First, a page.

Oil Market Update: Demand Destruction on Its Way
What will higher oil prices mean for production and consumption?
To date, there have been no disruptions to the flow of Russian oil as we expected. Nonetheless, prices have risen as non-energy sanctions have made it more difficult for Western customers to transact for Russian oil. (See our pre-invasion note, "What the Ukraine Crisis Means for Oil Prices.")
As a result many are "self-sanctioning," avoiding buying Russian oil, forcing it to discount and reroute to willing buyers. This adds cost and puts pressure on benchmark prices. With an immediate OPEC or U.S. driller supply response unlikely, an Iran deal or demand destruction are the only real options to relieve price pressure.
But the latter might take higher prices, meaning a 2008 type spike isn't off the table unless a deal is struck. In July 2008, oil prices spiked to a record $147/barrel on supply concerns and surging demand from China.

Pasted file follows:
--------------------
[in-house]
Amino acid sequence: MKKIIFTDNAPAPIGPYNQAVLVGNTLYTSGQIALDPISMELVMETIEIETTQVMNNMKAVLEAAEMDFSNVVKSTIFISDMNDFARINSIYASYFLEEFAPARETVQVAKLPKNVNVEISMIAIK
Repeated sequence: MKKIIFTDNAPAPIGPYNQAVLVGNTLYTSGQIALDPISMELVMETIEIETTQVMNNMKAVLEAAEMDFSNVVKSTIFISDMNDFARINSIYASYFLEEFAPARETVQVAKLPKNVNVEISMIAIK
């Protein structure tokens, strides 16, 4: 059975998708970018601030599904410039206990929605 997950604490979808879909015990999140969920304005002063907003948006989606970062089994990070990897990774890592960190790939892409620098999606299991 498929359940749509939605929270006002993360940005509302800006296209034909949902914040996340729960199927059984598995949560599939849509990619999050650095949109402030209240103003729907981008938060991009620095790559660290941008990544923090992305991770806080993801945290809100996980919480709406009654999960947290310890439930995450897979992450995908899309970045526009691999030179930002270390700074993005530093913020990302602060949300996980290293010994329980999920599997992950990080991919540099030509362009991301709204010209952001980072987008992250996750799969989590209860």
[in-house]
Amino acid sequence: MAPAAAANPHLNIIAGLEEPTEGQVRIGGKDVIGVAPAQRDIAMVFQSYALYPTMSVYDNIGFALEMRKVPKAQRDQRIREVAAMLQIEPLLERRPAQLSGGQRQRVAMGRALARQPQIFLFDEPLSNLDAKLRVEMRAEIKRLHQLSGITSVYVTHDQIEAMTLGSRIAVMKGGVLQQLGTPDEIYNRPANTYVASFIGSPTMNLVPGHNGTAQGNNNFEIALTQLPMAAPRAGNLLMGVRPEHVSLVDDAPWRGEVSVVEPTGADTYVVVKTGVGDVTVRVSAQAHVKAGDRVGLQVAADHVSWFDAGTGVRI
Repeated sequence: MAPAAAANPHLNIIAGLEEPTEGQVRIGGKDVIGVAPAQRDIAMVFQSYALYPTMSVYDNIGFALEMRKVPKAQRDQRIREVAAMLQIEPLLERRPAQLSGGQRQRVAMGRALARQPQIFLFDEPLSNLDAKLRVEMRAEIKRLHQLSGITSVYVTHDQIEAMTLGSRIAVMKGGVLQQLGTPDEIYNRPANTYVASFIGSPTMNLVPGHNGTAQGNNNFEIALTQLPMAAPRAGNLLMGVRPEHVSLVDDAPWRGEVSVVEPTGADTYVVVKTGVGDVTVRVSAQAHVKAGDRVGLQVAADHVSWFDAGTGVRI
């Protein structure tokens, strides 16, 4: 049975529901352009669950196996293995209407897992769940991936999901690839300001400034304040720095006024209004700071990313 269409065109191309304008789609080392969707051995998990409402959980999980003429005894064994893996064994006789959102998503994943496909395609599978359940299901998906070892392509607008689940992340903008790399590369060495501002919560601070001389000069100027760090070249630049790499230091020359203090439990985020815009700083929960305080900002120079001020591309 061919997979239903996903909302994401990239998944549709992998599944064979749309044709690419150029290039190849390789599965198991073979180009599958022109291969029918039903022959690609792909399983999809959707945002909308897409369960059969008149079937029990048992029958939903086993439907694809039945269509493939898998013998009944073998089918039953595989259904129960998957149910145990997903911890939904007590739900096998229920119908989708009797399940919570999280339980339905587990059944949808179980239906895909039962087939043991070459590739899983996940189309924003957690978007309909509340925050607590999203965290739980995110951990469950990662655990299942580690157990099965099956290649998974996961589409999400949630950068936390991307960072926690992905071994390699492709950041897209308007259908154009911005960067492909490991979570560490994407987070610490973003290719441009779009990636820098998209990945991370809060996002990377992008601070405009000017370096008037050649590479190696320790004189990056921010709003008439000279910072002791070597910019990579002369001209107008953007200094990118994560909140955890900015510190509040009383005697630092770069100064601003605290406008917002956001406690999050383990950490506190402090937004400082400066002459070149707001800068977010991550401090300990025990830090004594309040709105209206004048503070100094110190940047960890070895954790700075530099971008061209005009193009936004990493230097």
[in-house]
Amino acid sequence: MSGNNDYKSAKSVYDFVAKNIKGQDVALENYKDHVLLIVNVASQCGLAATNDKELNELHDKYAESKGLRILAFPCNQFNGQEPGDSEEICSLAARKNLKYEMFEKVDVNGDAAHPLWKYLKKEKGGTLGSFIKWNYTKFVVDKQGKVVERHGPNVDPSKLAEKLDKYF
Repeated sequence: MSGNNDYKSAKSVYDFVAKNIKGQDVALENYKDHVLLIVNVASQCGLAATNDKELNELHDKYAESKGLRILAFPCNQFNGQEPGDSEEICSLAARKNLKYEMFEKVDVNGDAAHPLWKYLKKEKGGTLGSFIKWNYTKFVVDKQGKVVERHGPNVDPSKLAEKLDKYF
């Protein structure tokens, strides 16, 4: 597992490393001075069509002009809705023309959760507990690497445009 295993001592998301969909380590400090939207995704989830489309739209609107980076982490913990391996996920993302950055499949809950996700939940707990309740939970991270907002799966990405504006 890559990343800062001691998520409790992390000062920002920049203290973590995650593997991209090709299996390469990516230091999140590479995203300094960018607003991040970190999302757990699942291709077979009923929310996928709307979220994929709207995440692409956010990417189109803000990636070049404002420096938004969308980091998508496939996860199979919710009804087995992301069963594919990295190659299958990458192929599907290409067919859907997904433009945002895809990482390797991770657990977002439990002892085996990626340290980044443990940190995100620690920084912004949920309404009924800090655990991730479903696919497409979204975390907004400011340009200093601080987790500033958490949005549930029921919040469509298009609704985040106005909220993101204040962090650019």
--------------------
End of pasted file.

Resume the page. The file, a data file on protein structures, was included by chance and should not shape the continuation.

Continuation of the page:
To account for demand destruction, we have reduced our 2022 global consumption forecast by 600 thousand barrels a day, but at 100.0 million b/d, our outlook still exceeds prepandemic levels.
We previously expected inventory builds in the second half of the year to result in prices moderating. Prices are now likely to be dictated by the OPEC+ response, U.S. driller activity, and any Iran deal.
|Morningstar Premium Members gain exclusive access to our full analyst reports, including fair value estimates, bull and bear breakdowns, and risk analyses. Not a Premium Member? Get this and other reports immediately when you try Morningstar Premium free for 14 days.|